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Hong Kong’s standing as an international financial centre did not come about easily and, as such, should not be allowed to fritter away easily. At a gathering with members at the Business and Professionals Alliance for Hong Kong’s (BPA) headquarters today (September 17), Mr Norman Chan Tak-lam, Chief Executive of the Hong Kong Monetary Authority (HKMA), shared his thoughts on the evolution of and challenges to Hong Kong’s financial system. Mr Chan spoke widely and unreservedly on a range of issues including those of his childhood, as well as the latest trends in global finance.
There was keen interest in Mr Chan’s presentation on the topic of “Hong Kong’s Financial System” and this enthusiasm was reflected in a full house turnout. In his opening remarks, Mr Andrew Leung Kwan-yuen, BPA Chairman, pointed out that despite Hong Kong’s strong financial health, our fiscal reserves could be wiped out completely should there be another global financial crisis. He also referred to the numerous headwinds buffeting Hong Kong’s financial system arising from an acrimonious Legislative Council (LegCo), and widespread civil unrest in the forms of class boycotts and Occupy Central.
Financial stability is more important than wealth accumulation
Mr Chan began his presentation by showing pictures from the 1950s to illustrate the fact that prosperity and stability in Hong Kong did not come about by chance but was instead nurtured and maintained by a well-grounded system. He compared financial infrastructure to veins and arteries, which were often overlooked but critical to physical well-being. He stressed that as financial stability was more important than wealth accumulation, this mantra was reflected in the deployment of the HKMA’s staff the majority of which were tasked with the regulatory oversight of preventing market failures similar to that of the 2008 Irish financial crisis.
As to whether the HK$770 billion fiscal reserves should be saved or spent, Mr Chan said that although there can be a debate on the appropriate level of reserves, it was useful to keep in mind fiscal reserves as currently presented in the official accounts do not take into account recognised liabilities and other long-term government commitments that included the third airport runway, housing and railway projects, a health insurance scheme, and public officers statutory pensions, among others. He then spoke on developments with the offshore renminbi market in Hong Kong where the average daily turnover of the renminbi Real Time Gross Settlement system reached RMB395 billion in 2013 and was expected to increase to RMB690 billion this year. Mr Chan anticipated that the turnover would grow further following the implementation of Shanghai-Hong Kong Stock Connect Programme in October. He added that the development of offshore renminbi business took time and Hong Kong should not be overly concerned about competition from other cities that have since developed their own offshore renminbi markets.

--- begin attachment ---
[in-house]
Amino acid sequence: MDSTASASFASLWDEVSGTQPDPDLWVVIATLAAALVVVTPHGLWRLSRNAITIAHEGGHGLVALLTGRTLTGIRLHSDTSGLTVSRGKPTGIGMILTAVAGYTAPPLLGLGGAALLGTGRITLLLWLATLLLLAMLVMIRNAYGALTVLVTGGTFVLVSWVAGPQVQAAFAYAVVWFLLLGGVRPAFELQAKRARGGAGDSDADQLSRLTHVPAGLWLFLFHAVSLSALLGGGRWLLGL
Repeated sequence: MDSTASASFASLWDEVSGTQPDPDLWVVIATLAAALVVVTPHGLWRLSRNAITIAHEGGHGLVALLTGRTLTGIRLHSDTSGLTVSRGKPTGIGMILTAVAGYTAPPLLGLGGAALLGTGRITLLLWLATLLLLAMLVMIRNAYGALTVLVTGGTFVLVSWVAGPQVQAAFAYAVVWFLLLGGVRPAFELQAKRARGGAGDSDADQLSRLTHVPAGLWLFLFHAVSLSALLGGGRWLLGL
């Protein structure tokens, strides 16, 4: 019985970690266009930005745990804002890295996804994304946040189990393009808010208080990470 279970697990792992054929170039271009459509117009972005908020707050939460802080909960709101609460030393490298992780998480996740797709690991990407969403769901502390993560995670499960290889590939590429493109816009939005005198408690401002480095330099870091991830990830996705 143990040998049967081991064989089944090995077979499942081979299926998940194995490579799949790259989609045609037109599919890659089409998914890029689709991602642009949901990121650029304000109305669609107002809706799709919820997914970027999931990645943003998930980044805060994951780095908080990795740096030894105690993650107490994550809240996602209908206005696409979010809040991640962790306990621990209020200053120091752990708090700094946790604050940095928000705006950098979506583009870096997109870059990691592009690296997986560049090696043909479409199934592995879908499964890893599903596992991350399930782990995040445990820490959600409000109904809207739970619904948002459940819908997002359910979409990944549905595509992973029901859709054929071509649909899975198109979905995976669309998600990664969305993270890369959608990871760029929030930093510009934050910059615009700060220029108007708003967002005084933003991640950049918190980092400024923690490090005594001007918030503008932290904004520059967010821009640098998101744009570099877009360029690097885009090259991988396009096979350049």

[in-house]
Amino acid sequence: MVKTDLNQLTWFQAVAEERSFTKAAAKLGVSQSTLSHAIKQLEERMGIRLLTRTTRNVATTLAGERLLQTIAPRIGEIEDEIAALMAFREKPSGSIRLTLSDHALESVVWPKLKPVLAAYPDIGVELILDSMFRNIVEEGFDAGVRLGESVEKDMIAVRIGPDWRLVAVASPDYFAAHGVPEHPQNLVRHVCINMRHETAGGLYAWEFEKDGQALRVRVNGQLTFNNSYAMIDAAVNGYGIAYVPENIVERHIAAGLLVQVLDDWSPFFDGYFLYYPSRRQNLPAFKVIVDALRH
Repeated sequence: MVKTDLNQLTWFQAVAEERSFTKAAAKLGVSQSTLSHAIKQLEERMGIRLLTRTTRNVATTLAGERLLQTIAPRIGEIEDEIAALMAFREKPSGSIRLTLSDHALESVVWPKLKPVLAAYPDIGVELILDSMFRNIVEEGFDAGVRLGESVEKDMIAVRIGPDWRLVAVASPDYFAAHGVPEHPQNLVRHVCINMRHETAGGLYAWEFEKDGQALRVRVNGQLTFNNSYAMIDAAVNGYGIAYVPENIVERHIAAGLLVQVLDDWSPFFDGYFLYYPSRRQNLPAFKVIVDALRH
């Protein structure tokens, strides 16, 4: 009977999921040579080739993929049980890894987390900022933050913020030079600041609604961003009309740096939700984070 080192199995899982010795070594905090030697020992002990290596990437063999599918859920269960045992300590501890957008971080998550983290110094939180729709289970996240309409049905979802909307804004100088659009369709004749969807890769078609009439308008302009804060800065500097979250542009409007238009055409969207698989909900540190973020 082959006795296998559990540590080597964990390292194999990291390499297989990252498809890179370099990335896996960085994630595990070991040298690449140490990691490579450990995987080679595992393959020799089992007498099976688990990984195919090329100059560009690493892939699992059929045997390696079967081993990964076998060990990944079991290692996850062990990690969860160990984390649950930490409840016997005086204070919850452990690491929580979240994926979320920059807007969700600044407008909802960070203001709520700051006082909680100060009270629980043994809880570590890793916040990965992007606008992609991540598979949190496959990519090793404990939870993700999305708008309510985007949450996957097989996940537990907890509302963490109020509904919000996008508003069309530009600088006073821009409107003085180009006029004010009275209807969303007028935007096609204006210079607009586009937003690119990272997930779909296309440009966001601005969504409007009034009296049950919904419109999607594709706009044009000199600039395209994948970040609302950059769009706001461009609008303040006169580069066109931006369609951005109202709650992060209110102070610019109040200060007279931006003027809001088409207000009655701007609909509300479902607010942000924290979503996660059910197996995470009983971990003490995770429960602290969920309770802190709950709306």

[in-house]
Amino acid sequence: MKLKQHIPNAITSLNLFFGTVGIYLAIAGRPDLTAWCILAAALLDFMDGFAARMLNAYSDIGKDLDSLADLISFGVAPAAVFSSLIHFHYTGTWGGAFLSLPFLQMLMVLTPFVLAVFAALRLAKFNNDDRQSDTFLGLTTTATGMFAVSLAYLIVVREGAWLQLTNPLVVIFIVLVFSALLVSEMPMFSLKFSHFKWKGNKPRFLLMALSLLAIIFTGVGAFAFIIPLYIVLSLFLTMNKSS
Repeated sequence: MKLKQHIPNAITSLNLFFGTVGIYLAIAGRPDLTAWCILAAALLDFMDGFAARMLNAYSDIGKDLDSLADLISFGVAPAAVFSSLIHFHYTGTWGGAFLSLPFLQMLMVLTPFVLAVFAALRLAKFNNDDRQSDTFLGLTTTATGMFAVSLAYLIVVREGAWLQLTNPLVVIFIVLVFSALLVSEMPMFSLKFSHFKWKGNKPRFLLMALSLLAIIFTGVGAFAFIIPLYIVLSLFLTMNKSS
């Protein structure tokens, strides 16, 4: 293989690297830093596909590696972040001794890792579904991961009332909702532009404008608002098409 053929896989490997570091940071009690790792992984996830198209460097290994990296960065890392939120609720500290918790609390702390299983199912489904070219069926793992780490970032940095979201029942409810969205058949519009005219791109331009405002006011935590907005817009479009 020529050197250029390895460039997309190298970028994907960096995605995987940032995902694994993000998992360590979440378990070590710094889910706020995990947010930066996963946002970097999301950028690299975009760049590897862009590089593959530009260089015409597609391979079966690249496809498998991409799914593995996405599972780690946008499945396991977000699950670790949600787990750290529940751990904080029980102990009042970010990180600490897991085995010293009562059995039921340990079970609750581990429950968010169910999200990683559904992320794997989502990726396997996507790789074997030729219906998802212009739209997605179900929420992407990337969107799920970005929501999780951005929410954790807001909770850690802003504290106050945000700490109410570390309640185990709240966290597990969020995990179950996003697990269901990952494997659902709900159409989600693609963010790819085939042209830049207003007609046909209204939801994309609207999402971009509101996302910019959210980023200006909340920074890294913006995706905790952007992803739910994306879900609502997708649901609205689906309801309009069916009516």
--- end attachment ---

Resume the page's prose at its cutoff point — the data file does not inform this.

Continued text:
Mr Christopher Cheung Wah-fung, BPA Vice Chairman and LegCo member (Functional Constituency – Financial Services), posed the question of hypothetical losses incurred by investors stemming from decisions made in reaction to premature warnings by the HKMA on an imminent hike in US interest rates. Mr Chan responded by pointing out that although the HKMA was obligated to issue alerts, it was not however in a position to make recommendations or provide advice on investment matters. Other BPA members also capitalized on the Mr Chan’s presence to exchange views on a range of subjects such as establishing a linkage between the Mandatory Provident Fund and the Exchange Fund, the Linked Exchange Rate system and other current social issues. Mr Chan said that if Occupy Central were to continue indefinitely, the effects of the movement would eventually find its way throughout the entire economy. It bears noting that should investors ever lose confidence, this would trigger capital flight and brain-drain.